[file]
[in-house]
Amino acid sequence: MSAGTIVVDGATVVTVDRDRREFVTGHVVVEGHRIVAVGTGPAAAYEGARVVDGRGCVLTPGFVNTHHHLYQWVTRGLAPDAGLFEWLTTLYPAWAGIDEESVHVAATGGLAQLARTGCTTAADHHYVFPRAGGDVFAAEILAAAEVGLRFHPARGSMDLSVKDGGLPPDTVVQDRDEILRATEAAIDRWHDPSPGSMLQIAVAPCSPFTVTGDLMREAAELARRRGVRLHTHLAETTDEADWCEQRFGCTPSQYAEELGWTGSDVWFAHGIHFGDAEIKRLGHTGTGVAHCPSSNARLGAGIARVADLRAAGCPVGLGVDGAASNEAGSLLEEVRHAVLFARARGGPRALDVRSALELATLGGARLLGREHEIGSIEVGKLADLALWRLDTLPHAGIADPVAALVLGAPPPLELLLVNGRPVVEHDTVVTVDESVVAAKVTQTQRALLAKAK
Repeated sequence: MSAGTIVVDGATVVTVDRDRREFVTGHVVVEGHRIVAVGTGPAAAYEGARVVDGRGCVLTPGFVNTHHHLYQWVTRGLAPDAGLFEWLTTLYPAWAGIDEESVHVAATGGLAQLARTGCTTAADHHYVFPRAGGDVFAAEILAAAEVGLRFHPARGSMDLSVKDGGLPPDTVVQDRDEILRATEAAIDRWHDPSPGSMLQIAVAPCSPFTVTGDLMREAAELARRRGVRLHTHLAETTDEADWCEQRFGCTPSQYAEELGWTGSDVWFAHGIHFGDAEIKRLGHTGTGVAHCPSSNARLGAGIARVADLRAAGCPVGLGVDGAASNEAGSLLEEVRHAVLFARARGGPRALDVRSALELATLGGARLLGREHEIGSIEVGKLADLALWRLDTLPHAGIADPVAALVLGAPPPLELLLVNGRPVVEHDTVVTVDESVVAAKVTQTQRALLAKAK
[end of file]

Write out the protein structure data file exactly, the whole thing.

[in-house]
Amino acid sequence: MSAGTIVVDGATVVTVDRDRREFVTGHVVVEGHRIVAVGTGPAAAYEGARVVDGRGCVLTPGFVNTHHHLYQWVTRGLAPDAGLFEWLTTLYPAWAGIDEESVHVAATGGLAQLARTGCTTAADHHYVFPRAGGDVFAAEILAAAEVGLRFHPARGSMDLSVKDGGLPPDTVVQDRDEILRATEAAIDRWHDPSPGSMLQIAVAPCSPFTVTGDLMREAAELARRRGVRLHTHLAETTDEADWCEQRFGCTPSQYAEELGWTGSDVWFAHGIHFGDAEIKRLGHTGTGVAHCPSSNARLGAGIARVADLRAAGCPVGLGVDGAASNEAGSLLEEVRHAVLFARARGGPRALDVRSALELATLGGARLLGREHEIGSIEVGKLADLALWRLDTLPHAGIADPVAALVLGAPPPLELLLVNGRPVVEHDTVVTVDESVVAAKVTQTQRALLAKAK
Repeated sequence: MSAGTIVVDGATVVTVDRDRREFVTGHVVVEGHRIVAVGTGPAAAYEGARVVDGRGCVLTPGFVNTHHHLYQWVTRGLAPDAGLFEWLTTLYPAWAGIDEESVHVAATGGLAQLARTGCTTAADHHYVFPRAGGDVFAAEILAAAEVGLRFHPARGSMDLSVKDGGLPPDTVVQDRDEILRATEAAIDRWHDPSPGSMLQIAVAPCSPFTVTGDLMREAAELARRRGVRLHTHLAETTDEADWCEQRFGCTPSQYAEELGWTGSDVWFAHGIHFGDAEIKRLGHTGTGVAHCPSSNARLGAGIARVADLRAAGCPVGLGVDGAASNEAGSLLEEVRHAVLFARARGGPRALDVRSALELATLGGARLLGREHEIGSIEVGKLADLALWRLDTLPHAGIADPVAALVLGAPPPLELLLVNGRPVVEHDTVVTVDESVVAAKVTQTQRALLAKAK